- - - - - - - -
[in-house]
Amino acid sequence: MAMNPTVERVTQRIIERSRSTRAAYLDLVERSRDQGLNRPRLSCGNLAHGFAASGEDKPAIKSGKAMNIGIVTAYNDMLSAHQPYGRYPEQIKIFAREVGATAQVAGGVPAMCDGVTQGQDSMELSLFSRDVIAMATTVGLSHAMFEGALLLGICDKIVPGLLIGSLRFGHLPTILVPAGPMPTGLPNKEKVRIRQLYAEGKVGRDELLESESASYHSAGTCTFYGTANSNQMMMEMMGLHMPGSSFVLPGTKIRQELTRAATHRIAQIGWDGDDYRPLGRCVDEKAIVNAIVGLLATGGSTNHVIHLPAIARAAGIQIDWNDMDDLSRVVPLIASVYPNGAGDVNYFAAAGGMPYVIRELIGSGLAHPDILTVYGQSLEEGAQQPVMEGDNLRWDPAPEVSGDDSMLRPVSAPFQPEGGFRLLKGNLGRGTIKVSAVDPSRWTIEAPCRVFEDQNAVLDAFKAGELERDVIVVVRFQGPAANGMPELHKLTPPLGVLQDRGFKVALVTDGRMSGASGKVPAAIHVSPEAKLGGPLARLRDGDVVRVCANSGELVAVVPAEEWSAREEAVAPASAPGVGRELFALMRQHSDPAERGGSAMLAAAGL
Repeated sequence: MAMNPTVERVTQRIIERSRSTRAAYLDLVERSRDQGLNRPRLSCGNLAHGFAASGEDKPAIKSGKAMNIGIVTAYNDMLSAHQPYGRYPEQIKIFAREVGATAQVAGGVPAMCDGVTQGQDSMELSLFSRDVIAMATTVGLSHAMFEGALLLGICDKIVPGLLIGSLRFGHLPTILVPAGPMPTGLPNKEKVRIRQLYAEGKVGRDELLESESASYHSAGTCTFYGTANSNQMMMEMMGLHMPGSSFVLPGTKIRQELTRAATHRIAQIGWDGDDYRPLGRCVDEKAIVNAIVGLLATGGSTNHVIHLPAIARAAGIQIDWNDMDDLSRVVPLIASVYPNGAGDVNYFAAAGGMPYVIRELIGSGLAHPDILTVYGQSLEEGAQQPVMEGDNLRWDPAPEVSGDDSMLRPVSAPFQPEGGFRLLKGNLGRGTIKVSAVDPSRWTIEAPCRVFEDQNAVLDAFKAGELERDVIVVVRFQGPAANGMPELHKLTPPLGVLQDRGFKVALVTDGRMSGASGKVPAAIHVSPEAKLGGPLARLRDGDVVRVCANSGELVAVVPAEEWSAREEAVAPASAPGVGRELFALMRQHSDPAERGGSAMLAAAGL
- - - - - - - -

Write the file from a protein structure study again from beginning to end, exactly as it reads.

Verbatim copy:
[in-house]
Amino acid sequence: MAMNPTVERVTQRIIERSRSTRAAYLDLVERSRDQGLNRPRLSCGNLAHGFAASGEDKPAIKSGKAMNIGIVTAYNDMLSAHQPYGRYPEQIKIFAREVGATAQVAGGVPAMCDGVTQGQDSMELSLFSRDVIAMATTVGLSHAMFEGALLLGICDKIVPGLLIGSLRFGHLPTILVPAGPMPTGLPNKEKVRIRQLYAEGKVGRDELLESESASYHSAGTCTFYGTANSNQMMMEMMGLHMPGSSFVLPGTKIRQELTRAATHRIAQIGWDGDDYRPLGRCVDEKAIVNAIVGLLATGGSTNHVIHLPAIARAAGIQIDWNDMDDLSRVVPLIASVYPNGAGDVNYFAAAGGMPYVIRELIGSGLAHPDILTVYGQSLEEGAQQPVMEGDNLRWDPAPEVSGDDSMLRPVSAPFQPEGGFRLLKGNLGRGTIKVSAVDPSRWTIEAPCRVFEDQNAVLDAFKAGELERDVIVVVRFQGPAANGMPELHKLTPPLGVLQDRGFKVALVTDGRMSGASGKVPAAIHVSPEAKLGGPLARLRDGDVVRVCANSGELVAVVPAEEWSAREEAVAPASAPGVGRELFALMRQHSDPAERGGSAMLAAAGL
Repeated sequence: MAMNPTVERVTQRIIERSRSTRAAYLDLVERSRDQGLNRPRLSCGNLAHGFAASGEDKPAIKSGKAMNIGIVTAYNDMLSAHQPYGRYPEQIKIFAREVGATAQVAGGVPAMCDGVTQGQDSMELSLFSRDVIAMATTVGLSHAMFEGALLLGICDKIVPGLLIGSLRFGHLPTILVPAGPMPTGLPNKEKVRIRQLYAEGKVGRDELLESESASYHSAGTCTFYGTANSNQMMMEMMGLHMPGSSFVLPGTKIRQELTRAATHRIAQIGWDGDDYRPLGRCVDEKAIVNAIVGLLATGGSTNHVIHLPAIARAAGIQIDWNDMDDLSRVVPLIASVYPNGAGDVNYFAAAGGMPYVIRELIGSGLAHPDILTVYGQSLEEGAQQPVMEGDNLRWDPAPEVSGDDSMLRPVSAPFQPEGGFRLLKGNLGRGTIKVSAVDPSRWTIEAPCRVFEDQNAVLDAFKAGELERDVIVVVRFQGPAANGMPELHKLTPPLGVLQDRGFKVALVTDGRMSGASGKVPAAIHVSPEAKLGGPLARLRDGDVVRVCANSGELVAVVPAEEWSAREEAVAPASAPGVGRELFALMRQHSDPAERGGSAMLAAAGL